overcoming FOMO

together we CAN overcome FOMO

“…I’ve been living with FOMO…”

FOMO.  Fear of missing out.  We all get it (only now we have an overused acronym to diagnose our problem.  YOLO anyone?).  When you’re living life on a budget, it can be one of the most difficult things to overcome.  Nobody likes to be on the outside looking in.  You don’t want to be that person who wasn’t there for some “unreal” evening, or have to live vicariously through the stories your friends or coworkers.  But, after speaking with several doctors*, I’ve learned that we do have a cure.  So, how do you stop spending money out of FOMO?

  1. Set your priorities.  Some things will undoubtedly be more important to you than others.  You may want to go to the bar with your buddies, but you may really want to go to your best friends wedding in Turks and Caicos.  Like just about everything in personal finance, priorities matter.  So, take a couple of minutes and figure out what activities mean the most to you.  Then, you can…
  2. Budget.  Unless you’re super rich and don’t have to worry about the money you’re spending (which, if that’s the case, please tell me in the comments and link to your blog) we all budget.  If your friend just got engaged, or you and your pals have a weekly happy hour get together, or you enjoy a round of golf each Saturday with your coworkers, budget for it.  Nothing out there prevents you from intelligently enjoying yourself (or stupidly, for that matter.  But you’re smart kids.).  You can set aside money in a vacation fund, spur-of-the-moment-travel fund, wedding fund, bachelor/ette party fund, golf fund- anything that you don’t want to miss out on.  I’m willing to eat spaghetti a few nights a week if it lets me enjoy 18 holes on the weekend.
  3. Suggest new activities.  Nothing out there says that you have to go to a bar to have fun or expensive restaurants to enjoy a meal.  Although you’ll be forgiven if it seems like that.  I swear, sometimes the youths act like if you’re not spending money, you’re not enjoying yourself.  But things like cookouts where everyone brings a dish or a beverage can be an inexpensive and fun way to enjoy a Friday evening in lieu of a restaurant with $12 watermelon and goat cheese salads.  Watching college football at your friend’s house on Saturday for the cost of a “sixer” or some pizza can beat going to a sports bar for $9 Bud Lights (of course, make sure you find a friend that still has cable).  Have a play-date for your kids or pets, or just meet for some coffee.  You can hang out on the cheap.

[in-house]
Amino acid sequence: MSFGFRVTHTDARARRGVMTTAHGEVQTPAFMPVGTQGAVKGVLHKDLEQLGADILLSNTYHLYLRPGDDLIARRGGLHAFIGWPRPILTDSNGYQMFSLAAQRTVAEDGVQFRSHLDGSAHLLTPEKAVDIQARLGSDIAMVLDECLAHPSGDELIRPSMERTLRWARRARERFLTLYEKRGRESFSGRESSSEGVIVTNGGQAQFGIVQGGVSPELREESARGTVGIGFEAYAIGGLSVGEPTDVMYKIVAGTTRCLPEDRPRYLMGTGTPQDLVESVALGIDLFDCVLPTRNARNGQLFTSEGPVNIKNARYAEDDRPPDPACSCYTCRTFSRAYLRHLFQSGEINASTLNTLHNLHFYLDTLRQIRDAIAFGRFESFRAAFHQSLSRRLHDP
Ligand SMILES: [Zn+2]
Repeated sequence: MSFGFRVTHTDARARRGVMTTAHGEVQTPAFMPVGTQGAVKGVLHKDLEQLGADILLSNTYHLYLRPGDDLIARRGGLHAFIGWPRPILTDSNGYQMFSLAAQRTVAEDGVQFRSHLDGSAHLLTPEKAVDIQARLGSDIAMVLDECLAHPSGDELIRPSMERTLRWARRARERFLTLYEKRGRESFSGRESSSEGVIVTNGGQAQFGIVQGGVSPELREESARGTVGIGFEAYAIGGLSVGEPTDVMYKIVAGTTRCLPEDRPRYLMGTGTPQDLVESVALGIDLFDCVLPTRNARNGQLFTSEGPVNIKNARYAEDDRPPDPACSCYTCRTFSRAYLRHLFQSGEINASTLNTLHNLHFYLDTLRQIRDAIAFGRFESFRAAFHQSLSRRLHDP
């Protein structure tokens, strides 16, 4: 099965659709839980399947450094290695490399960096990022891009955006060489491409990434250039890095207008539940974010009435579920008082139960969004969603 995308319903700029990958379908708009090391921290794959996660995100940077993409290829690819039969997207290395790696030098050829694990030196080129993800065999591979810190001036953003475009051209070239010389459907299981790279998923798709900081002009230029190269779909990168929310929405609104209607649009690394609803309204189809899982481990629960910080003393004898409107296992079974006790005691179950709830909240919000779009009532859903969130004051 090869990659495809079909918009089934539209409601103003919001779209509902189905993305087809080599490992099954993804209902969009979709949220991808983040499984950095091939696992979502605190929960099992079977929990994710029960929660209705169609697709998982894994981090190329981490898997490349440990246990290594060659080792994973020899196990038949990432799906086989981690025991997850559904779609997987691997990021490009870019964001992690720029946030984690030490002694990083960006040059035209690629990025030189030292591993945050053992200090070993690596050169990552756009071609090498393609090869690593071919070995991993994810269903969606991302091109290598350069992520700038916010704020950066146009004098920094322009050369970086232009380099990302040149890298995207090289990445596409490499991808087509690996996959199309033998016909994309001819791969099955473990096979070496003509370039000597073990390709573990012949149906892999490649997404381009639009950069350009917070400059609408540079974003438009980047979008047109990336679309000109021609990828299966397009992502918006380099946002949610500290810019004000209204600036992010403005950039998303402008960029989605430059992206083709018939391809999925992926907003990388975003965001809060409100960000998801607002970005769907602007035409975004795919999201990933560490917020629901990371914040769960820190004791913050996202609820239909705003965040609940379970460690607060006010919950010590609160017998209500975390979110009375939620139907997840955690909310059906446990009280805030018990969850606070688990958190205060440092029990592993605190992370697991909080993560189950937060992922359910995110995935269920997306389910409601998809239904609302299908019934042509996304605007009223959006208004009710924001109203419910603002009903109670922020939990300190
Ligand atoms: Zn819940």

4. Accept it.  You’re going to miss out on some things.  Such is life.  We’re all going to miss out on things.  Everyone remembers that Tuesday night back in college you didn’t go out to the bars that turned into an “epic” evening complete with pro athletes, table service, and limousines.   There will always been stories in which we play no role.  It’s going to happen.  The key is to make sure you’re there for the events that will undoubtedly have a story.

Anytime you’re afraid of missing out, realize that you’re sacrificing now so you won’t be missing out on what really matters.   Seeing your parents or grandparents, traveling, watching your best friend get married… or even watching that best friend get sloshy drunk a few weeks before they say those vows.  Overcoming FOMO means the ability to enjoy life on your terms, without fear.

How do you get over FOMO?

photo credit: Shandi-lee via photopin cc



  1. I get over FOMO by saying I am missing out on this, to afford something else more important to me. I can’t have everything I want and that is ok.
    Melanie @ Dear Debt recently posted…What Are CDFIs and How Can They Help Me?My Profile

  2. I think FOMO is worst when you first start out in a debt or frugal journey. Eventually things settle into a ‘normal’ way of looking at things and you wonder how you could have been so wasteful before. I guess my worst FOMO is with respect to travel and pet ownership. We’re not traveling, although we did go to Hawaii using a lot of points in the first year of our debt journey to attend a family wedding. I would like to get a dog but we are delaying due to costs of pet ownership.
    debs@debtdebs recently posted…Cutting Cable – Will it Payoff?My Profile

    • I think you’re right Debs. It gets easier the more you do it. And I think you’re being incredibly intelligent and caring about the dog. They are very expensive and can eat into a budget, especially if you’re working to get out of debt. Plus, dogs are amazing and pets are always things you want to spoil.

  3. FOMO–hah! I do suffer from it at times. But, we really prioritize travel and visiting family, so we don’t feel like we’re missing out too much in that arena. We also tend to invite friends over to our house a lot (’cause it’s cheap and laid back), which means they usually reciprocate and invite us to their house. We’ve been able to almost eliminate bar/restaurant outings by doing this–woo hoo!
    Mrs. Frugalwoods recently posted…Travel Cheap By Eating Like a LocalMy Profile

    • That’s awesome! We’re still working on getting out friends out of the bar/restaurant mode. We’re about halfway there where we’ll hang out at a house for a while, but then they’ll want to nightcap it at a bar… no thanks.